An Incredible 1896 Waterfront House, Accessible Only By Boat

An Incredible 1896 Waterfront House, Accessible Only By Boat

An Incredible 1896 Waterfront House, Accessible Only By Boat

Homes

by Lucy Feagins, Editor

‘The only white wall in the house’ is painted in Dulux Vivid White. Travel finds and vintage pieces fill the space. Photo – Anson Smart

Photo – Anson Smart

‘The interior has so much texture, it’s eccentric in its style and completely unexpected,’ says Richard. Photo – Anson Smart

Artwork by Evi Oetemo and photographer Gary Heery sit amongst vintage finds. ‘The house dates from 1896 but parts were heavily reworked in the late 70s using rare Australian hardwoods,’ says Richard. Photo – Anson Smart

Taureg tribal mat from Kulchi. Lampshade from Society Inc. Vintage tiled table from Rudi Rocket. Marimekko lampshade from Cheer Soon & Fitzgerald. ‘I love to sit here and write,’ says Richard. Photo – Anson Smart

Richard calls this the ‘nature table’, upon which sit ‘loved objects’, including an old French Jar, garden finds and a plate by Dinosaur Designs. Photo – Anson Smart

The beaded chairs in the sunroom are from Richard’s buying trip to South Africa. Photo – Anson Smart

‘The original inglenook has been warmed up with hot orange accents, woven plates and footstools from travels in Morocco,’ says Richard. The vintage tulip table is from Rudi Rocket. Photo – Anson Smart

‘Any colour dominates against the timber,’ says Richard. ‘The Womb chair in the library is the best reading spot. We inherited the loveliest book collection with the house.’ Photo – Anson Smart

The Womb chair and Tom Dixon lamp are from Dedece. Fabric on the wall is from Cheer Soon & Fitzgerald. Light from Society Inc. Photo – Anson Smart

Photo – Anson Smart

‘We’ve learnt to love all the dark wood, and we’re in the process of polishing it all with beeswax. It now glows,’ says Richard. Photo – Anson Smart

Portrait by Therese Sweeney. Photo – Anson Smart

‘The original front door of the house with its wide stone steps,’ explains Richard. Photo – Anson Smart

‘The guest bedroom has the best view to wake up to,’ says Richard. ‘We’ve used subtle colour in the linen and white lamp to provide contrast to the dark timber.’ Photo – Anson Smart

‘The windmill dates from the 1940s and used to pump the water captured from the roof back up to the tanks. We have restored it and next year hope to connect up the water to use for the garden in times of drought,’ says Richard. Photo – Anson Smart

‘The stone circle is a recent addition,’ says Richard. ‘It’s surrounded by majestic spotted gums.’ Photo – Anson Smart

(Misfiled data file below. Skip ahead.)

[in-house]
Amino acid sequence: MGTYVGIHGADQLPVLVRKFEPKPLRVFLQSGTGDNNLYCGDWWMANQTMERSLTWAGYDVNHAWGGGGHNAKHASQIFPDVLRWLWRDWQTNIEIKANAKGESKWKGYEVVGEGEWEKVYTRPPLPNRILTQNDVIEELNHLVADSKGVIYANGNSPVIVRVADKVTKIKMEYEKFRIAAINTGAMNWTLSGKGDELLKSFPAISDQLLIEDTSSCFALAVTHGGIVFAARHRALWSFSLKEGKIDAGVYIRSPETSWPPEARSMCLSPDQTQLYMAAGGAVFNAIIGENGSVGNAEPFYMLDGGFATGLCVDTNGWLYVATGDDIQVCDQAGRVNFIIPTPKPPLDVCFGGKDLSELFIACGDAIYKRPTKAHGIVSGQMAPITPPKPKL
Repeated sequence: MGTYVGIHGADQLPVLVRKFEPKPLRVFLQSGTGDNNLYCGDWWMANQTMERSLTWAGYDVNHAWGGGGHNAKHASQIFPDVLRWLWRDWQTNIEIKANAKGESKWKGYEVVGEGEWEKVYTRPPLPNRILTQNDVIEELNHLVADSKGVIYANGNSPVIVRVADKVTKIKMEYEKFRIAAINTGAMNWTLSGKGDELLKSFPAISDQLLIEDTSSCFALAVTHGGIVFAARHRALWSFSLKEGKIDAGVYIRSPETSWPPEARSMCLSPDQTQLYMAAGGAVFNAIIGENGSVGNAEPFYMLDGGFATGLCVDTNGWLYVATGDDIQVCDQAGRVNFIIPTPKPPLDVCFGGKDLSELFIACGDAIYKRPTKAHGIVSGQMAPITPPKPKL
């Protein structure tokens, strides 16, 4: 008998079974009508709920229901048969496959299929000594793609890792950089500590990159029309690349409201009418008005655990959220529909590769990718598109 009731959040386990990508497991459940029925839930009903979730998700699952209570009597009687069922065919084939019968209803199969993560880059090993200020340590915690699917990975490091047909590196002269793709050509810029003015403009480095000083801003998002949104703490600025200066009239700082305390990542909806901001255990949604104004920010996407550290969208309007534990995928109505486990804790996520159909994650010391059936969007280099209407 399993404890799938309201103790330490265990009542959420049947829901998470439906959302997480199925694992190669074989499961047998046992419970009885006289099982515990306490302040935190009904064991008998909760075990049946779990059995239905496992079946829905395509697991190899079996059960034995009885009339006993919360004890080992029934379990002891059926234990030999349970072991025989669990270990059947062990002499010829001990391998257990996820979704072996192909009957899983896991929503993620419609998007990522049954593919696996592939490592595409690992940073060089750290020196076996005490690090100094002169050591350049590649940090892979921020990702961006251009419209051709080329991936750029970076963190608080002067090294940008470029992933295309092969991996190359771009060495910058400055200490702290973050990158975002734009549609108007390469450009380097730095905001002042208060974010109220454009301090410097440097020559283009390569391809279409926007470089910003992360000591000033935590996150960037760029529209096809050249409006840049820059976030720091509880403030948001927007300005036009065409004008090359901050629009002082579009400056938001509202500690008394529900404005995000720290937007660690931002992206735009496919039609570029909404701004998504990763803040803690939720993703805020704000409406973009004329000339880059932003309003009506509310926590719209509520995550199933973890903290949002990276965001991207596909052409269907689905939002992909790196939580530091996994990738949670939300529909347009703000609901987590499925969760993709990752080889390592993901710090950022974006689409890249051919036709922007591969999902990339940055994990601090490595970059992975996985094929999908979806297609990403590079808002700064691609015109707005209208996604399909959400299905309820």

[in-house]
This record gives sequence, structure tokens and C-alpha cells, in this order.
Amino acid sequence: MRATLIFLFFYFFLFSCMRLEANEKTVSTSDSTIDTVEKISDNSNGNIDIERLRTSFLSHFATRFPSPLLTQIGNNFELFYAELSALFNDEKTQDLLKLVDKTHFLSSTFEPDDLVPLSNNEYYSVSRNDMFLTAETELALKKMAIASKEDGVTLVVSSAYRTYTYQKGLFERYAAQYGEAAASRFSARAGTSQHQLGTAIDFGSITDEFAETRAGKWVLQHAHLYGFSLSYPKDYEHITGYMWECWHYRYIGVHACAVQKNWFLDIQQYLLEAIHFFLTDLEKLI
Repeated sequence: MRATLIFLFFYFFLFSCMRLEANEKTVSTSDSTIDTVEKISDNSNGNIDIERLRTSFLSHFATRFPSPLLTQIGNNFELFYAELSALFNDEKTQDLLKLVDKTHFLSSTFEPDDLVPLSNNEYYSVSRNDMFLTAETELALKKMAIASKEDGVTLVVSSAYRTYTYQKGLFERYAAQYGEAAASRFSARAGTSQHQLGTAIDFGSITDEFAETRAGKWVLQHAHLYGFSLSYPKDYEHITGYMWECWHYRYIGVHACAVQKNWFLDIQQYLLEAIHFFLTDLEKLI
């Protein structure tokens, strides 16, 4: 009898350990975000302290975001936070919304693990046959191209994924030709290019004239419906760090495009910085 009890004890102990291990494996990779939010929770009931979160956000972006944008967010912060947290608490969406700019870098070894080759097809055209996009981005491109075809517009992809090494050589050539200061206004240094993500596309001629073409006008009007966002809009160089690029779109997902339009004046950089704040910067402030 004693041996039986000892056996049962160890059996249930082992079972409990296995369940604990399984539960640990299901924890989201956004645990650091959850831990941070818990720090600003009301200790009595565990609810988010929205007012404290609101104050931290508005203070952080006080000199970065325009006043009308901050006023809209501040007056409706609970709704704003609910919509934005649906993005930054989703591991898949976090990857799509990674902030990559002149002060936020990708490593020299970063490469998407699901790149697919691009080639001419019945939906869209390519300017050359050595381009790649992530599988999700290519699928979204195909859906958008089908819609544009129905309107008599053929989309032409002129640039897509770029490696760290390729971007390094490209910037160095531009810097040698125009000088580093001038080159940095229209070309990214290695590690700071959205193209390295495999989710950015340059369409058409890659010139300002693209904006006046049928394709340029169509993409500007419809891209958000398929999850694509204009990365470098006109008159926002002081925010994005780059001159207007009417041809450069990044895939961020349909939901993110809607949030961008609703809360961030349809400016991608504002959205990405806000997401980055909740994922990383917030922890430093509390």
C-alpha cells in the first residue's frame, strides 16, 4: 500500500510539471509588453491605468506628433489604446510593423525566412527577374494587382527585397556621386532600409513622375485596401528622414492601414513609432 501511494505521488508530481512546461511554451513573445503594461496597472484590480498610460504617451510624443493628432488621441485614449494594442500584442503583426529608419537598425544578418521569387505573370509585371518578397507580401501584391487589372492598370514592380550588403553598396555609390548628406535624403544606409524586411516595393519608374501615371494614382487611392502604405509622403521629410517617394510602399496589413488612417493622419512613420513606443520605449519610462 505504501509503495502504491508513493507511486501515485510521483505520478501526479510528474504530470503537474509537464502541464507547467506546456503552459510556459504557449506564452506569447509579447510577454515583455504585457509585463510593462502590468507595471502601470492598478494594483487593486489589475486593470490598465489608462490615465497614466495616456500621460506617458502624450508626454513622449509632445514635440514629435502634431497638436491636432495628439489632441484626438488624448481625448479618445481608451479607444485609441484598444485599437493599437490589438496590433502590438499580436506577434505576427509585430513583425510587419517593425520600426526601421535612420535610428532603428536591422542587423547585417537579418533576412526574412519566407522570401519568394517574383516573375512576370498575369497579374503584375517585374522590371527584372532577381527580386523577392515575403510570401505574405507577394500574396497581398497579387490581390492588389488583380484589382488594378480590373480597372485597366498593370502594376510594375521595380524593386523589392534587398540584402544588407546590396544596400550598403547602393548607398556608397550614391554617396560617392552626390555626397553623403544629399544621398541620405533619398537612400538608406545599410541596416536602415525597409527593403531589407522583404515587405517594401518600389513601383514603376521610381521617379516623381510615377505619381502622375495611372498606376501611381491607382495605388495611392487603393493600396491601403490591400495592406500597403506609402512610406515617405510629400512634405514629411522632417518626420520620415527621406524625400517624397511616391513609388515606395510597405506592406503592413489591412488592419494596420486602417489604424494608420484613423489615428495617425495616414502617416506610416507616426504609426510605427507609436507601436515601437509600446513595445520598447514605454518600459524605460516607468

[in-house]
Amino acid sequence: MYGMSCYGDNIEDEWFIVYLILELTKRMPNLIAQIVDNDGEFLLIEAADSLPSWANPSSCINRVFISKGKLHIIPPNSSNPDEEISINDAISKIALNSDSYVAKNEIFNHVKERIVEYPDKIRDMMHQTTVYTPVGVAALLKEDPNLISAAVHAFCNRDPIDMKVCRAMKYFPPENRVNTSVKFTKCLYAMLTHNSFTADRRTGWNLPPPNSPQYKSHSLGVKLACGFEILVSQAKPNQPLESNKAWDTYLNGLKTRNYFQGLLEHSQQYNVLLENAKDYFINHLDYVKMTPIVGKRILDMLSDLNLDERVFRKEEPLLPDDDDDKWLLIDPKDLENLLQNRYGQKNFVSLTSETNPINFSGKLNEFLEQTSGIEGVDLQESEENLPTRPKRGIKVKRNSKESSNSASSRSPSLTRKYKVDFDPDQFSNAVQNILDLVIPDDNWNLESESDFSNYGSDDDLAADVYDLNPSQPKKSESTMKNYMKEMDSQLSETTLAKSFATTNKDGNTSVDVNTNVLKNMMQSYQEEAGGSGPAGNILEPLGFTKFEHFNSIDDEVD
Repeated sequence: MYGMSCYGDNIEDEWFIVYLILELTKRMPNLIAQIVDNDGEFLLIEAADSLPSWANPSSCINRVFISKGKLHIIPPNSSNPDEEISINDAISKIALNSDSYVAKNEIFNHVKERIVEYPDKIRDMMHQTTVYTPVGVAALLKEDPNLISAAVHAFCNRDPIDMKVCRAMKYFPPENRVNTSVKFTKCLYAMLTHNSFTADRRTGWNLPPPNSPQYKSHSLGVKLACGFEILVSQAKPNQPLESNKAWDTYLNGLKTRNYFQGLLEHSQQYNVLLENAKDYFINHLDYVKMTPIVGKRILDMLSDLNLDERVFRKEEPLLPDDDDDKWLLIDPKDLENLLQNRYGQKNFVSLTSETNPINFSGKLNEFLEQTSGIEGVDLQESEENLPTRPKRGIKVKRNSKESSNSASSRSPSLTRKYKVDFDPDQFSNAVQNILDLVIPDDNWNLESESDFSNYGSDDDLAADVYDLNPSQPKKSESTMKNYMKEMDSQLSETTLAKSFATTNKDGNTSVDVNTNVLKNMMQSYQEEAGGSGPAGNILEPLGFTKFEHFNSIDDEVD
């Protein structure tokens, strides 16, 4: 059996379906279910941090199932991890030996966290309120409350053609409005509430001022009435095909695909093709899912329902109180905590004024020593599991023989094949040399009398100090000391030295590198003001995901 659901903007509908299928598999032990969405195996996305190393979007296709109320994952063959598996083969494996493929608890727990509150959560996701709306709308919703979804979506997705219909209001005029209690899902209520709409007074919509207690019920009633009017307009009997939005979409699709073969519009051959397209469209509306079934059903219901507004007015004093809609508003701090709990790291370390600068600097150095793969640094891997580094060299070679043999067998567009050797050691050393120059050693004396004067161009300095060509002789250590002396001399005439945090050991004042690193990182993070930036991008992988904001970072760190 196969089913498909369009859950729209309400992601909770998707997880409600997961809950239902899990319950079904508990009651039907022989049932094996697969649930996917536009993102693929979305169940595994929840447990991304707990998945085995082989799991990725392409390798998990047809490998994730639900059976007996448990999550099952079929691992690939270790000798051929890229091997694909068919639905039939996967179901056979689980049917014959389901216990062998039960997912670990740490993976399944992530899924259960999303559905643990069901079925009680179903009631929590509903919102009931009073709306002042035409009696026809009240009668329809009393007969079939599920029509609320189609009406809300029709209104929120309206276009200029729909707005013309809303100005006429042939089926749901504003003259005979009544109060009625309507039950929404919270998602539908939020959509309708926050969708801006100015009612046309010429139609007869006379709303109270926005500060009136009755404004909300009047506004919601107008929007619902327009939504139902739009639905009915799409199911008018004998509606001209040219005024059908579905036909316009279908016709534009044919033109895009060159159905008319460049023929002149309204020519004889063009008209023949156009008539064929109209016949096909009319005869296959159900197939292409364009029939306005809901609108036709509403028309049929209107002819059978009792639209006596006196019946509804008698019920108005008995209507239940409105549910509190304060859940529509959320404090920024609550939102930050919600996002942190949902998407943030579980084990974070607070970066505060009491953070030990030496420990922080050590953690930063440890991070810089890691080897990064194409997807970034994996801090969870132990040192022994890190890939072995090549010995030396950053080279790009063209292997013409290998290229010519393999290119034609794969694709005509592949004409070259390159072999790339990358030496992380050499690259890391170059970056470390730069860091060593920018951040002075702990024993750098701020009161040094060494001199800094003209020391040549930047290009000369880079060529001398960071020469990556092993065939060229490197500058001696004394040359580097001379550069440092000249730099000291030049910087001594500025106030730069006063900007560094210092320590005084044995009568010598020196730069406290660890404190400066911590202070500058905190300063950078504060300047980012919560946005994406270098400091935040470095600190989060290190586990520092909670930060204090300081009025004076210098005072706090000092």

‘The boat shed is the best spot for a coffee in the morning as the sun rises,’ says Richard. Photo – Anson Smart

Photo – Anson Smart

‘The boat shed is the dreamiest spot in the house, we love lazing in here on a hot summer day. A little snooze after lunch in here is heaven,’ says Richard. Photo – Anson Smart

The porthole view through the boat shed door offers a picturesque snapshot of the water. Photo – Anson Smart

‘The jetty is the best spot to run and jump in the water on a hot day,’ says Richard. ‘The only access to the house is by water.’ Photo – Anson Smart

‘The tidal pool is a great place to swim in the morning,’ says Richard. Photo – Anson Smart

‘Trincomalee’ is truly one of the most special properties we’ve ever seen. Accessible only by boat in northern Sydney’s Lovett Bay, the 1896 house initially belonged to a Scottish opera singer, then the family of famed businessman Mark Foy. 

The property eventually passed hands in 1979 to the family of Justine Johnston, who grew up in the home. 

Garden designer and owner of Garden Life Richard Unsworth was first introduced to Trincomalee as Justine’s guest 25 years ago. ‘I’d spend the festive period in the boat shed and I’d never visited a house quite like it. I fell instantly in love,’ he says. 

Six years ago, when Justine’s mother required a more accessible home, Richard, Justine, and their respective partners jointly bought the house to keep it in the family.

The house was renovated in the 1970s in a modernist style, but remains untouched by Richard and Justine who spend weekends here holidaying. 

‘It’s so wonderfully eccentric with all its Australian timbers that haven’t ever been painted in over 120 years,’ says Richard. 

What Richard and Justine have done is spend endless hours tending to the previously overgrown garden using mostly Indigenous plants, grasses, and salvaged stone. Even as a garden designer who’s established numerous outdoor spaces, Richard says ‘It’s like I’ve learned to garden again being here.’

‘This place is about celebrating the natural, the surrounding gum trees, and the wildlife (with wallabies constantly coming in and eating plants!),’ he says. 

In describing what he loves most about this home, Richard paints a perfect picture of this magical place. ‘The natural landscape and bush around Pittwater is simply stunning, and it’s right on our doorstep…It’s a place to melt and forget about the hustle and bustle of the big smoke,’ he says. ‘Lazing in the window seat reading a favourite book, feeling the warm breeze through the windows – it’s so dreamy.’

If you would like to visit this home yourself, you can! Richard runs a monthly charity bush walk raising funds for The Indigenous Literacy Foundation, which concludes at Trincomalee for lunch. 

Book your tickets to Richard’s upcoming bush walk and Trincomalee charity events here!